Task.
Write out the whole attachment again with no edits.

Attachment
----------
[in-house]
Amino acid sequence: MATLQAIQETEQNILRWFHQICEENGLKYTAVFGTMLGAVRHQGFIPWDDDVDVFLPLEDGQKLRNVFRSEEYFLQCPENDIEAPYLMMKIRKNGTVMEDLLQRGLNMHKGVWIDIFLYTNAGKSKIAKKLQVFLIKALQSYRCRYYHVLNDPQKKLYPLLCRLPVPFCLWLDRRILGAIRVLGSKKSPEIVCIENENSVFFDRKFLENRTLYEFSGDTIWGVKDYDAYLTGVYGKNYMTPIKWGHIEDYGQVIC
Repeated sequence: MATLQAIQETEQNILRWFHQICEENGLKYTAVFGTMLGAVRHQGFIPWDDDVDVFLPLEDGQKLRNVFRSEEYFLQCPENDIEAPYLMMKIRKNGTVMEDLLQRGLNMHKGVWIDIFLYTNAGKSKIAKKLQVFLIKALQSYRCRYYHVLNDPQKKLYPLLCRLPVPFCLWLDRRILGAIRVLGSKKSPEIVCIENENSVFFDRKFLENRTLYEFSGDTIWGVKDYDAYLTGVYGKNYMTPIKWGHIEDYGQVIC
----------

[in-house]
Amino acid sequence: MATLQAIQETEQNILRWFHQICEENGLKYTAVFGTMLGAVRHQGFIPWDDDVDVFLPLEDGQKLRNVFRSEEYFLQCPENDIEAPYLMMKIRKNGTVMEDLLQRGLNMHKGVWIDIFLYTNAGKSKIAKKLQVFLIKALQSYRCRYYHVLNDPQKKLYPLLCRLPVPFCLWLDRRILGAIRVLGSKKSPEIVCIENENSVFFDRKFLENRTLYEFSGDTIWGVKDYDAYLTGVYGKNYMTPIKWGHIEDYGQVIC
Repeated sequence: MATLQAIQETEQNILRWFHQICEENGLKYTAVFGTMLGAVRHQGFIPWDDDVDVFLPLEDGQKLRNVFRSEEYFLQCPENDIEAPYLMMKIRKNGTVMEDLLQRGLNMHKGVWIDIFLYTNAGKSKIAKKLQVFLIKALQSYRCRYYHVLNDPQKKLYPLLCRLPVPFCLWLDRRILGAIRVLGSKKSPEIVCIENENSVFFDRKFLENRTLYEFSGDTIWGVKDYDAYLTGVYGKNYMTPIKWGHIEDYGQVIC